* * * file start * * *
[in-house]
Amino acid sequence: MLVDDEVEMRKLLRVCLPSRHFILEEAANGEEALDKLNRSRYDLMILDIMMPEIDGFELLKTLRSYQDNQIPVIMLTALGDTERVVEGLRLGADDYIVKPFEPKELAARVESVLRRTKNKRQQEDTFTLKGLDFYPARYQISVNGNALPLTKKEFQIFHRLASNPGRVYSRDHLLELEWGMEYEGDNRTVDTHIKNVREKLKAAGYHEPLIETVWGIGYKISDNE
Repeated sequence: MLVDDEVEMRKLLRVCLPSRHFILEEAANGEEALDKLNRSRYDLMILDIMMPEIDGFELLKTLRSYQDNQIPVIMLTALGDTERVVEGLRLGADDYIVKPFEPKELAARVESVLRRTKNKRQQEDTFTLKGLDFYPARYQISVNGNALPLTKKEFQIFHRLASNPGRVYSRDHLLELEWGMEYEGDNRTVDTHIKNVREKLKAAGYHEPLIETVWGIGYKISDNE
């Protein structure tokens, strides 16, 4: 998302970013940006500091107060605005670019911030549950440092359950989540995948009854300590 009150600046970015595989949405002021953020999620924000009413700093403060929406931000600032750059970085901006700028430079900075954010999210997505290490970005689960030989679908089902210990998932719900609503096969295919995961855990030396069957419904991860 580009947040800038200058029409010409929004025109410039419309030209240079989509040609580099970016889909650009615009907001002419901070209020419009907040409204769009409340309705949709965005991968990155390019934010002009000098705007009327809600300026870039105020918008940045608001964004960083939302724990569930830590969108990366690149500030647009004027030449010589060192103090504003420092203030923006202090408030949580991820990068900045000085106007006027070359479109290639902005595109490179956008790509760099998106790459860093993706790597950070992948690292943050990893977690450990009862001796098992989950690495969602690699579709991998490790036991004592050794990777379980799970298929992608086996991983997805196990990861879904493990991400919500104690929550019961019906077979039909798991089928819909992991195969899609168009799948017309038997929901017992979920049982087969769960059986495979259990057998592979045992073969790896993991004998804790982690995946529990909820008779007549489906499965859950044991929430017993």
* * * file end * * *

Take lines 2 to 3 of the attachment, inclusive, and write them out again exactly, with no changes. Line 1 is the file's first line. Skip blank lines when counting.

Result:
Amino acid sequence: MLVDDEVEMRKLLRVCLPSRHFILEEAANGEEALDKLNRSRYDLMILDIMMPEIDGFELLKTLRSYQDNQIPVIMLTALGDTERVVEGLRLGADDYIVKPFEPKELAARVESVLRRTKNKRQQEDTFTLKGLDFYPARYQISVNGNALPLTKKEFQIFHRLASNPGRVYSRDHLLELEWGMEYEGDNRTVDTHIKNVREKLKAAGYHEPLIETVWGIGYKISDNE
Repeated sequence: MLVDDEVEMRKLLRVCLPSRHFILEEAANGEEALDKLNRSRYDLMILDIMMPEIDGFELLKTLRSYQDNQIPVIMLTALGDTERVVEGLRLGADDYIVKPFEPKELAARVESVLRRTKNKRQQEDTFTLKGLDFYPARYQISVNGNALPLTKKEFQIFHRLASNPGRVYSRDHLLELEWGMEYEGDNRTVDTHIKNVREKLKAAGYHEPLIETVWGIGYKISDNE